Cosmetic Laser Training Programs and Requirements
Cosmetic laser programs are generally open to physicians, medical aestheticians, certified nursing assistants and registered nurses, depending on state regulations.
The goal of a laser training certificate program is to teach students how to use and repair lasers, assess patients for laser procedures, perform procedures and follow up with clients. Each of these steps is explained in-depth through homework assignments, hands-on practice sessions and demonstrations. The program may also familiarize students with the daily duties of a laser technician, including following up on inquiries and leads, conducting skin analyses, cleaning work areas, and taking before-and-after photos. These programs vary in length and can be offered both daytime and evening.
Prerequisites may include one year of experience and knowledge of laser equipment and procedures, with existing clientele being preferred. Some specialization programs require a bachelor's degree or certification in a related field. Students enrolling in a cosmetic laser training program should find out if the equipment that they will be using is up-to-date, what types of procedures will be learned, and if there is a staffed physician to provide supervision. Depending on the program, students may be required to complete hands-on training with physician supervision, additional workshops, and comprehensive exams. Some courses and programs may be available online.
Cosmetic Laser Technician Certificate
According to the National Council of Laser Excellence, certification is available for those who want to operate lasers, and is issued based on competency in laser usage, but it is not a medical certification. Most states don't require certification for laser technicians, but it is recommended by most employers. Students should research licensing regulations, because state medical board requirements differ on education and training hours.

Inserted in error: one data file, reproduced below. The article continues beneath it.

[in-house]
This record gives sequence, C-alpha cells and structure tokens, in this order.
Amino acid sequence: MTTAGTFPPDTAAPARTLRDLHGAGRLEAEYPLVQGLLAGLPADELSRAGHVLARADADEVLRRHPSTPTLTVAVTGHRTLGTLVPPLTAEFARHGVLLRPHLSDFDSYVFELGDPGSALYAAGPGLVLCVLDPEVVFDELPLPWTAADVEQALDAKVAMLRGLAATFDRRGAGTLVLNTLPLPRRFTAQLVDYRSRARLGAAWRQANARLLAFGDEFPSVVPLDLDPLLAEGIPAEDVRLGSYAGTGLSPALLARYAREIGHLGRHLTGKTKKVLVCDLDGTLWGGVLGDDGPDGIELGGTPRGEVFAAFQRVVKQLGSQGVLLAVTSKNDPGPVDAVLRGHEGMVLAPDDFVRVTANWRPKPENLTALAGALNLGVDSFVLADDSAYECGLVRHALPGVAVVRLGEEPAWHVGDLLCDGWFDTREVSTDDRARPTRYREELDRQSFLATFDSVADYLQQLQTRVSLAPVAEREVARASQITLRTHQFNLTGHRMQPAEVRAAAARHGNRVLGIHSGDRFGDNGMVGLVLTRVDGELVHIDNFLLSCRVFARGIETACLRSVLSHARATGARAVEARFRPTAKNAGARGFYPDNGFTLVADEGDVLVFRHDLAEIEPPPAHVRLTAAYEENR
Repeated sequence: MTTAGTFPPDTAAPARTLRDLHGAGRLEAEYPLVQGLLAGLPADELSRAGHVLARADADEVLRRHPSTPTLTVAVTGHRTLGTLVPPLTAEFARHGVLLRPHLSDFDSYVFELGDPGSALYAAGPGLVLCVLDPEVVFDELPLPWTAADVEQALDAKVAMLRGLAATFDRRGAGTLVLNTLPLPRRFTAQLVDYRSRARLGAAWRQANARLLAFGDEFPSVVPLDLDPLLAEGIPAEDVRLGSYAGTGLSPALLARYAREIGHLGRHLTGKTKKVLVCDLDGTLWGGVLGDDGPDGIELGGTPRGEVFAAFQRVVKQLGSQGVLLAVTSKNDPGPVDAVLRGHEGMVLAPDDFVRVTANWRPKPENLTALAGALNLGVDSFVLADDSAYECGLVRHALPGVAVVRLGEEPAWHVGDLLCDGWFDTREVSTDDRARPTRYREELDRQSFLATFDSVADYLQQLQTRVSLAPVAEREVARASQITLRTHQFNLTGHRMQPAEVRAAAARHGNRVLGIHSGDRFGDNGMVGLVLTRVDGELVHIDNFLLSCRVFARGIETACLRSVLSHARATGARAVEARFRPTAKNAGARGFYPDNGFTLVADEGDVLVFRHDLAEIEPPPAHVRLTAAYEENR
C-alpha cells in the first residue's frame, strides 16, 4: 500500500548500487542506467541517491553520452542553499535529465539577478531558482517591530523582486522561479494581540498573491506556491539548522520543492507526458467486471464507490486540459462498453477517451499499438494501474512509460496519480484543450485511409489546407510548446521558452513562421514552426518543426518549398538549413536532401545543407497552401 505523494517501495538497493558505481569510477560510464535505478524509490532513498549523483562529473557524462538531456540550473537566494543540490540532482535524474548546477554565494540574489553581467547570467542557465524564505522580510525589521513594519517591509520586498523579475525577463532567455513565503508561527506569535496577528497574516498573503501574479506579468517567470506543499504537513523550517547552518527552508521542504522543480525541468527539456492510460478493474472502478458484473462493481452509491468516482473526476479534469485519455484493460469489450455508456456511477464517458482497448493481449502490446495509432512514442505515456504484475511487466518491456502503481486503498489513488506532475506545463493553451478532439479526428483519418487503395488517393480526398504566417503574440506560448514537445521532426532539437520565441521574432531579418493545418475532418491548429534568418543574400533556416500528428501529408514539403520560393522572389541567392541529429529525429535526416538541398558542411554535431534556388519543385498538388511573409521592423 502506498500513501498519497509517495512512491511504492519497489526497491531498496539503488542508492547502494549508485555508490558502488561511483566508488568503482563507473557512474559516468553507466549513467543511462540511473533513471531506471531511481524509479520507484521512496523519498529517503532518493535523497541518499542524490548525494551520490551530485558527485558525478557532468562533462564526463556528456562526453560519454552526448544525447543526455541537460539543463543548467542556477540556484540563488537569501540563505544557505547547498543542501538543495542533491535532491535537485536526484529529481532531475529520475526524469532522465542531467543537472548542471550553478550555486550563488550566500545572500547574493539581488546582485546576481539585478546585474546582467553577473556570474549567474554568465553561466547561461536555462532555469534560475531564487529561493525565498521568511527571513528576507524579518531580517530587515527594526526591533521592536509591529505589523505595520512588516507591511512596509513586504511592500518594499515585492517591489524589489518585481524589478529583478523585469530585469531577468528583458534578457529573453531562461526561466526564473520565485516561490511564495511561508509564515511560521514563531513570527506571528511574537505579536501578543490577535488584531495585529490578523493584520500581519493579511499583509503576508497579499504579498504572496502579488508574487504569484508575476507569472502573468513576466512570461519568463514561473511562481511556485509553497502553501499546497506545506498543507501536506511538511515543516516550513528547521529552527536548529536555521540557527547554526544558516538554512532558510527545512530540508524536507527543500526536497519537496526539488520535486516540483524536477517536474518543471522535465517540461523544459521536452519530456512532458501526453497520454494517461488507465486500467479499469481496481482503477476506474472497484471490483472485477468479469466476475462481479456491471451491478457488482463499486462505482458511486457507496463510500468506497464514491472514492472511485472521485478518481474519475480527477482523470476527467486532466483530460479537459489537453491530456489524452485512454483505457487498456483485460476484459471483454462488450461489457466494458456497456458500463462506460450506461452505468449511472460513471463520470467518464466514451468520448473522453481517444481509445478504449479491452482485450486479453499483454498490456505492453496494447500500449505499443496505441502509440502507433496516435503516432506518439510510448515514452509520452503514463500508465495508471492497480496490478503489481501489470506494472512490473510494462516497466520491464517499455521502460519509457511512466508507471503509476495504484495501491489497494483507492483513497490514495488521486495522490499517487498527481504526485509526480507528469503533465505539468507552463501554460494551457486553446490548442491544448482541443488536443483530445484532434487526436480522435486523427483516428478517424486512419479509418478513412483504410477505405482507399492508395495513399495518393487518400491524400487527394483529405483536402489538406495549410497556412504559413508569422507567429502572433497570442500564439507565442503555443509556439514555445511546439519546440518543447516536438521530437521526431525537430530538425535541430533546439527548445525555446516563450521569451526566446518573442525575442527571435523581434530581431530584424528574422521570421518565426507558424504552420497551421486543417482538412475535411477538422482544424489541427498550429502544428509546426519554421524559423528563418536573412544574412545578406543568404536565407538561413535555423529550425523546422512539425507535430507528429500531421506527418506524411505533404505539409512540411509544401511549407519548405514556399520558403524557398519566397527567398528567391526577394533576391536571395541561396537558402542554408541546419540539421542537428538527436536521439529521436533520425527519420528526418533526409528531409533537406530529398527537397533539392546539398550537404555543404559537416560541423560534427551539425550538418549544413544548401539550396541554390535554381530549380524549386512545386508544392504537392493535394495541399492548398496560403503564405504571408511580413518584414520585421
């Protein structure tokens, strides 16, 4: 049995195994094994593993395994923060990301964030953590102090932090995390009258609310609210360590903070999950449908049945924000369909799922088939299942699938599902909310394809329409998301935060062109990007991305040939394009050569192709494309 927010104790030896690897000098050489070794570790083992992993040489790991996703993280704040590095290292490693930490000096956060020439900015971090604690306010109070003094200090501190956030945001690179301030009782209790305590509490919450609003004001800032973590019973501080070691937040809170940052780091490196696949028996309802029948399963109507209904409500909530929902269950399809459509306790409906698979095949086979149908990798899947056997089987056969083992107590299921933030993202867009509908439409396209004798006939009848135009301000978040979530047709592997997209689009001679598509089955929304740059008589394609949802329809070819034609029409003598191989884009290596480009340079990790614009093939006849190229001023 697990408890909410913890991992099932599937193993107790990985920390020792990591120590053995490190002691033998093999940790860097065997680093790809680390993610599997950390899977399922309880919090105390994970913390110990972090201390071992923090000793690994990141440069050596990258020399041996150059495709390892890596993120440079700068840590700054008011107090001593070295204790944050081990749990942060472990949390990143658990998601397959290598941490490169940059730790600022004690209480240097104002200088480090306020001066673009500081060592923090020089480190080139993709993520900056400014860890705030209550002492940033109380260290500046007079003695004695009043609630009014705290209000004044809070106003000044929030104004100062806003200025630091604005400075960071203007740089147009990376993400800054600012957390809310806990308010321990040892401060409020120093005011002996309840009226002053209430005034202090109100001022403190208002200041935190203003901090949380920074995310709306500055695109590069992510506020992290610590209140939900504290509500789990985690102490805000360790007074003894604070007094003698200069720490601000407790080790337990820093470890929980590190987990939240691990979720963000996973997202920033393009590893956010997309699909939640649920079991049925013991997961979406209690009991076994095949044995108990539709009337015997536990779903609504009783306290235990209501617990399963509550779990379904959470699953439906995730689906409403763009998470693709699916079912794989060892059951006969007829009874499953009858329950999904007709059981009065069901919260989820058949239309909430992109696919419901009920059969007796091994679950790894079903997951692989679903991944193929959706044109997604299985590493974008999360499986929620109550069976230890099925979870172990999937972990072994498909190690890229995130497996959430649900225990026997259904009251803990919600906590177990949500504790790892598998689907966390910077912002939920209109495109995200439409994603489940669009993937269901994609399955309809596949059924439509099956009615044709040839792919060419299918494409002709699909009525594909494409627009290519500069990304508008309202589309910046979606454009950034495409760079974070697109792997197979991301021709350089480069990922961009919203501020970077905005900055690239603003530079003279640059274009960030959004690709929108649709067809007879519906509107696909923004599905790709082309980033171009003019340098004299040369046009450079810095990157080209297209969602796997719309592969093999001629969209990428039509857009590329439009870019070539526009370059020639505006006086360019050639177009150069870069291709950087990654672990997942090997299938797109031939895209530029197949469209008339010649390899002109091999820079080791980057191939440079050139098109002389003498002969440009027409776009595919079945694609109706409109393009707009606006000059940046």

While every laser program differs in terms of curriculum, most teach the use of commonly used lasers, including the intensive pulse light (IPL), carbon dioxide, light emitting diode (LED) and fractional (Fraxel). Laser safety, physics, pigmentation, flash lamps and pulse technology are typically covered. Graduates learn how to follow pre- and post-procedure treatments, determine the correct procedure for an intended outcome, and follow through by using lasers on various parts of the body.
Laser Hair Removal Certification
As the name suggests, this certification is for individuals who plan to use a laser to remove hair. Candidates must be 18 years or older, have at least 16 hours of laser hair removal courses and have experience in 20 cases where laser hair removal was performed. In addition, the student must have had ten cases of direct supervision and ten cases of indirect supervision. If more than one type of laser was used under direct supervision, that additional device must have been used ten times. A 100-question multiple-choice examination is required and covers areas such as regulations and standards, laser hazards and procedural controls.
Laser Operator-Aesthetic Certification
The CLO-A certification allows graduates to perform all cosmetic procedures using a laser, whether under direct or indirect supervision, as granted by state law. Applicants must be at least 18 years old, have one year of experience in a cosmetic or aesthetic office and at least 24 hours of medical laser courses. With experience in laser safety and operation, candidates with a bachelor's degree or dermatology nurse certification qualify for certification, as do those with a medical credential or degree. Candidates must take a 125-question multiple-choice examination testing areas such as non-beam hazards, tissue interactions and administrative controls.
The American Society for Laser Medicine and Surgery hosts an annual conference for individuals in the medical laser industry. This 4-day meeting discusses a range of laser topics, including pigment removal, legal issues and hair removal. Photodynamic therapy and skin resurfacing are common luncheon meeting topics. With more experience, cosmetic laser technicians can begin performing chemical peels and microdermabrasions, treating facial lesions and resurfacing skin under the supervision of a physician.
Cosmetic laser training programs can provide certification for students in varied areas of the craft, depending on their career goals and interests. These programs can help students prepare to perform several cosmetic laser procedures, with qualifications for enrollment dependent on state regulations.